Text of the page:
We didn’t do as much reporting on the changes in milk prices, showing readers where the best prices for a gallon of milk were. Milk and other groceries were regular household expenses, but they didn’t warrant the attention that gas prices did.

Comparison shopping for everyday expenses such as gas is common among American shoppers, but not so big for big ticket items such as buying a new car or taking out a personal loan or mortgage, according to a recent survey by LendingTree.

Shopping for gas, but not auto loan

More than 80 percent of people surveyed said they’d go out of their way to save 10 cents per gallon on gas, but only 17 percent of car owners negotiated the interest rate when financing a new vehicle, the survey found.

More than 67 percent use comparison shopping websites for electronics and airfare, while 14 percent do the same for loans. Continue reading

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08/14/15 Insurance , Saving # , , ,

How I Saved $350 by Finally Shopping for Insurance

How I  Saved $350 by Finally Shopping for Insurance

I’ve been writing about personal finances for years — for this site and others as a freelance writer — and I almost always take my own advice and the advice of experts I’m writing about. But when it comes to shopping for insurance, I’ve gotten lazy.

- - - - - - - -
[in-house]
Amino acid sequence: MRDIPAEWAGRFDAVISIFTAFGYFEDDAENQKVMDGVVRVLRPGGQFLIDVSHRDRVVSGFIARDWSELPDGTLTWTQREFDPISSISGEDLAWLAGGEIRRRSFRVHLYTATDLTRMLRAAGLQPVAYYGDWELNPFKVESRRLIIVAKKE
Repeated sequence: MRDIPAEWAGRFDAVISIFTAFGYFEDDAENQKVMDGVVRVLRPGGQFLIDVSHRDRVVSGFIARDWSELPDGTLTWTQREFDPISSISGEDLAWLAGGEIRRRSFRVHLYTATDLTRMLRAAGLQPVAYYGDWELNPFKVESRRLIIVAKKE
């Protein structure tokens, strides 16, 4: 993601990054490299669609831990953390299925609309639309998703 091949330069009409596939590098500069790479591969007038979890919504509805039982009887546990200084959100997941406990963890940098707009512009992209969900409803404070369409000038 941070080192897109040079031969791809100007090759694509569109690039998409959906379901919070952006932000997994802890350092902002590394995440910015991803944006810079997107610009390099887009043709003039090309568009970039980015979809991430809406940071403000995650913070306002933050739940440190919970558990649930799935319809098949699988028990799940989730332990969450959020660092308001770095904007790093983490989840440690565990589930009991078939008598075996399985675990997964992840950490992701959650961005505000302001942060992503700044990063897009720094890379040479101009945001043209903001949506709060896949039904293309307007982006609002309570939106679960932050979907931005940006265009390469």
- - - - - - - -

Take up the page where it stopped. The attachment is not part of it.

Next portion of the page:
Almost every other piece of personal finance advice I’ve written about I’ve implemented myself: have an emergency fund, set up a college account for my daughter early, buy value stocks, cooking dinner at home and buying a used car with cash, among other things.

Shopping for insurance is one of the easiest things to do, taking minutes online or a five-minute phone call to an insurance agent. Up until about a month ago, the last time I went shopping for insurance was about a dozen years ago when my wife and I bought a house and needed homeowner’s insurance. Continue reading

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Hi, I'm Aaron Crowe. Welcome to CashSmarter. I'm a personal finance freelance writer who enjoys spending my money wisely and using minimalism to make my money last longer while increasing income.